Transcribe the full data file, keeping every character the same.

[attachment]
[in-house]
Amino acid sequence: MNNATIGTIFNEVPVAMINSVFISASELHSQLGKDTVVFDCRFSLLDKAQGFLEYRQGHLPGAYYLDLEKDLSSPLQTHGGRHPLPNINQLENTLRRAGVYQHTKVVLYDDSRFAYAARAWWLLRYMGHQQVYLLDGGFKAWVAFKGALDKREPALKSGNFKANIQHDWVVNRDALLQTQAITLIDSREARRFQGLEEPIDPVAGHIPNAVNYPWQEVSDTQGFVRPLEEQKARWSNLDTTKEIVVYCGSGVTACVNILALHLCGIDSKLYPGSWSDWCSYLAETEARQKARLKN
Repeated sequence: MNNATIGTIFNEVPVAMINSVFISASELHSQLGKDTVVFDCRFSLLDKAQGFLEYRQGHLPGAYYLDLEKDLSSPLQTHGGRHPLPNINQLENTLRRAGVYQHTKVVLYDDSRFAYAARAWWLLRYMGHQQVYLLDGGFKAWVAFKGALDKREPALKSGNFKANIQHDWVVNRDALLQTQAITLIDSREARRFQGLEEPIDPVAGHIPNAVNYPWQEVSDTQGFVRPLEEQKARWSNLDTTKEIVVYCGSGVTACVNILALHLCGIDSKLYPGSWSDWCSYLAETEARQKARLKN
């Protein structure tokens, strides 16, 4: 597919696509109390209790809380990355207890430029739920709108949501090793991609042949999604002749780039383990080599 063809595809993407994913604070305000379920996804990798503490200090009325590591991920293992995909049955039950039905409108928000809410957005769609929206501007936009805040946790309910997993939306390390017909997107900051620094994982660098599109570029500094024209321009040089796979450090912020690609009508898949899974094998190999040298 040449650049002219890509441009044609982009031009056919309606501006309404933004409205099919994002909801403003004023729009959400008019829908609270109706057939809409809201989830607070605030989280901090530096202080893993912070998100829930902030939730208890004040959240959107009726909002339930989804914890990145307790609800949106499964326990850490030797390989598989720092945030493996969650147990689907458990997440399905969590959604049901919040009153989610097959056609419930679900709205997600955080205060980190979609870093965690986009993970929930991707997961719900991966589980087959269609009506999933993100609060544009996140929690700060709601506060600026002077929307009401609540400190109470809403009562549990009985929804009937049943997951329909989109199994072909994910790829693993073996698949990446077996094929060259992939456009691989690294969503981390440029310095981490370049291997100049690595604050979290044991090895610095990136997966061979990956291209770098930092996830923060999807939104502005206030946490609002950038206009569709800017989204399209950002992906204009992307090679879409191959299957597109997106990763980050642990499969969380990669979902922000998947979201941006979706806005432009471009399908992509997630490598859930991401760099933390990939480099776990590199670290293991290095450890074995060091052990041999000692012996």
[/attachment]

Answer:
[in-house]
Amino acid sequence: MNNATIGTIFNEVPVAMINSVFISASELHSQLGKDTVVFDCRFSLLDKAQGFLEYRQGHLPGAYYLDLEKDLSSPLQTHGGRHPLPNINQLENTLRRAGVYQHTKVVLYDDSRFAYAARAWWLLRYMGHQQVYLLDGGFKAWVAFKGALDKREPALKSGNFKANIQHDWVVNRDALLQTQAITLIDSREARRFQGLEEPIDPVAGHIPNAVNYPWQEVSDTQGFVRPLEEQKARWSNLDTTKEIVVYCGSGVTACVNILALHLCGIDSKLYPGSWSDWCSYLAETEARQKARLKN
Repeated sequence: MNNATIGTIFNEVPVAMINSVFISASELHSQLGKDTVVFDCRFSLLDKAQGFLEYRQGHLPGAYYLDLEKDLSSPLQTHGGRHPLPNINQLENTLRRAGVYQHTKVVLYDDSRFAYAARAWWLLRYMGHQQVYLLDGGFKAWVAFKGALDKREPALKSGNFKANIQHDWVVNRDALLQTQAITLIDSREARRFQGLEEPIDPVAGHIPNAVNYPWQEVSDTQGFVRPLEEQKARWSNLDTTKEIVVYCGSGVTACVNILALHLCGIDSKLYPGSWSDWCSYLAETEARQKARLKN
């Protein structure tokens, strides 16, 4: 597919696509109390209790809380990355207890430029739920709108949501090793991609042949999604002749780039383990080599 063809595809993407994913604070305000379920996804990798503490200090009325590591991920293992995909049955039950039905409108928000809410957005769609929206501007936009805040946790309910997993939306390390017909997107900051620094994982660098599109570029500094024209321009040089796979450090912020690609009508898949899974094998190999040298 040449650049002219890509441009044609982009031009056919309606501006309404933004409205099919994002909801403003004023729009959400008019829908609270109706057939809409809201989830607070605030989280901090530096202080893993912070998100829930902030939730208890004040959240959107009726909002339930989804914890990145307790609800949106499964326990850490030797390989598989720092945030493996969650147990689907458990997440399905969590959604049901919040009153989610097959056609419930679900709205997600955080205060980190979609870093965690986009993970929930991707997961719900991966589980087959269609009506999933993100609060544009996140929690700060709601506060600026002077929307009401609540400190109470809403009562549990009985929804009937049943997951329909989109199994072909994910790829693993073996698949990446077996094929060259992939456009691989690294969503981390440029310095981490370049291997100049690595604050979290044991090895610095990136997966061979990956291209770098930092996830923060999807939104502005206030946490609002950038206009569709800017989204399209950002992906204009992307090679879409191959299957597109997106990763980050642990499969969380990669979902922000998947979201941006979706806005432009471009399908992509997630490598859930991401760099933390990939480099776990590199670290293991290095450890074995060091052990041999000692012996």